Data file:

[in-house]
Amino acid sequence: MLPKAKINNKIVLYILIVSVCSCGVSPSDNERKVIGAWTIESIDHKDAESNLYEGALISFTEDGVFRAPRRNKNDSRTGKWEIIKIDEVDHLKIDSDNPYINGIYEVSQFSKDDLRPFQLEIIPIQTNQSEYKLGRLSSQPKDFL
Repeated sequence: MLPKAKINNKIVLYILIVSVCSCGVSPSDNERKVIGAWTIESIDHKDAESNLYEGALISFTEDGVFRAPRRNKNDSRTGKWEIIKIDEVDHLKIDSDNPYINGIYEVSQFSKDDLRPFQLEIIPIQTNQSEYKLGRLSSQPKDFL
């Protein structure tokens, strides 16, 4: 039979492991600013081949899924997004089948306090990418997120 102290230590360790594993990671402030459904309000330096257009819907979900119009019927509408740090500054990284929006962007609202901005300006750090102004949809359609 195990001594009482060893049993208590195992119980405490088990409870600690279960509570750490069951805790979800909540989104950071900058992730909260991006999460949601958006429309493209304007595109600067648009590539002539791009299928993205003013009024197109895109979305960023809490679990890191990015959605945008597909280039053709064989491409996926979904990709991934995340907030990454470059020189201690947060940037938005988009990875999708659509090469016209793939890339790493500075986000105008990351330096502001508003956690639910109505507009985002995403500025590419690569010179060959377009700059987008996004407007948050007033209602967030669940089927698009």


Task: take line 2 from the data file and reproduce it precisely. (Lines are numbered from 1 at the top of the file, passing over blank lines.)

Amino acid sequence: MLPKAKINNKIVLYILIVSVCSCGVSPSDNERKVIGAWTIESIDHKDAESNLYEGALISFTEDGVFRAPRRNKNDSRTGKWEIIKIDEVDHLKIDSDNPYINGIYEVSQFSKDDLRPFQLEIIPIQTNQSEYKLGRLSSQPKDFL